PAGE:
This position paper discusses several points regarding how the Canadian government should handle the Syrian refugees.
Montreal, Dec. 11, 2015 – Canadians for Justice and Peace in the Middle East (CJPME) joins with other Canadians in welcoming the first group of refugees from Syria under the Liberal government’s new policy. In a symbolic inauguration of the government’s new Syrian refugee initiative, 163 refugees arrived in Toronto late Thursday night. CJPME had been critical for years of the previous government’s parsimonious and closed-minded attitude toward Syrian refugees. As such, the approach of the new Liberal government is refreshing, and CJPME views the first wave of Syrian refugees as the launch an exciting new era for Canada.Read more
Montreal, September 17, 2015 — Almost 3000 Canadians have signed a petition calling for the resignation of Canada’s Immigration and Citizenship Minister Chris Alexander. Canadians for Justice and Peace in the Middle East (CJPME) launched the petition about two weeks ago, based on the grassroots anger expressed by many in the wake of the Canadian government’s inaction on the Syrian refugee file. While the petition acknowledged the tragic death of 3-year-old Aylan Kurdi on a Turkish beach as the catalyst to the anger, the petition was a broader critique on the record of Alexander as Immigration and Citizen Minister.
Montreal, December 15, 2014 — News sources revealed late last week that Canada was considering a resettlement program for Syrian refugees which would discriminate based on religion. When questioned in the House of Commons on Friday, Parliamentary Secretary Costas Menegakis stated, “We will prioritize persecuted ethnic and religious minorities, those at demonstrated risk, and we will not apologize for that.” Ultimately, since the majority of Syrians are Muslim, the consequence of this policy would be to disfavour Syrian Muslims.Read more
Montreal, December 10, 2014 — CJPME joins with other Canadian and international groups in lamenting Canada’s miserly approach to Syrian refugees. These admonishments come as the UN High Commission on Refugees (UNHCR) made a plea yesterday in Geneva for wealthy countries to increase their refugee resettlement commitments. While Canada has confirmed its willingness to resettle Syrian refugees, it made no new announcements to increase the number of Syrian refugees it would resettle. With its promise to accept a mere 1300 Syrians – out of which only 457 have made their way to Canada – CJPME, Amnesty International Canada and others have condemned Canada for its ungenerous and insensitive approach to Syrian refugees.Read more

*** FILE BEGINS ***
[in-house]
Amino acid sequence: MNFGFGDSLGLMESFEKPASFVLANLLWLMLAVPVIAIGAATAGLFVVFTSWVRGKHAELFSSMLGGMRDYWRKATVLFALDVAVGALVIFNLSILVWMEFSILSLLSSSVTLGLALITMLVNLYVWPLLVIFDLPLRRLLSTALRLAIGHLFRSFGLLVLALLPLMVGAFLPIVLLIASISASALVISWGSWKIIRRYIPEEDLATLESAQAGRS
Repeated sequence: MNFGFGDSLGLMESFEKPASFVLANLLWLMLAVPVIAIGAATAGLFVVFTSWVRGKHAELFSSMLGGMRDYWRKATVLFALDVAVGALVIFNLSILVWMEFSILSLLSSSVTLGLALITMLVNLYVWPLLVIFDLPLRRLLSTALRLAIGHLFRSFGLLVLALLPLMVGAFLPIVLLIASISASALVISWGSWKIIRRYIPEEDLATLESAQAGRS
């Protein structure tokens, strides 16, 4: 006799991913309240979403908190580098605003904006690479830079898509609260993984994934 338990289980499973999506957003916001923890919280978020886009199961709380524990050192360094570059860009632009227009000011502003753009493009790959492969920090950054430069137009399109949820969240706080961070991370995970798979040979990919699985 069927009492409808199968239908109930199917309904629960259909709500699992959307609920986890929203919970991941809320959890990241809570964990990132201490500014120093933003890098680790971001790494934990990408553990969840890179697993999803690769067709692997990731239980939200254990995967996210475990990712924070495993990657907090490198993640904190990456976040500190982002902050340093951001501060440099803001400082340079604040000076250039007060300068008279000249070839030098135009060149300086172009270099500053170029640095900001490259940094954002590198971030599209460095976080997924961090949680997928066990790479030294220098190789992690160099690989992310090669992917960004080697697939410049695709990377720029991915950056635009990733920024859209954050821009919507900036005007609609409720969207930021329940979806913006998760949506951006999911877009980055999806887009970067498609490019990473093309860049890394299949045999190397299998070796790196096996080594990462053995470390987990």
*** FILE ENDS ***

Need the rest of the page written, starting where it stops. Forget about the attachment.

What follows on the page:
Montreal, June 20, 2014 - Following suggestions in Canadian media that Canada is reneging on its promise to resettle Syrian refugees, Canadians for Justice and Peace in the Middle East (CJPME) urges the government to step up. CJPME—a grassroots citizens’ group—strongly urges the government to open its doors to some of the 2.4 million Syrians displaced by the internal armed conflict, now in its third year. “The government must stop dithering.Read more
CJPME Factsheet 166, published March, 2013: After two years of civil war, the Syria refugee problem has become huge. This factsheet provides the background context to the crisis, describes the overall numbers after two years, and identifies countries hosting the greatest numbers of refugees. Finally, Canada’s parsimonious aid thus far is examined.Read more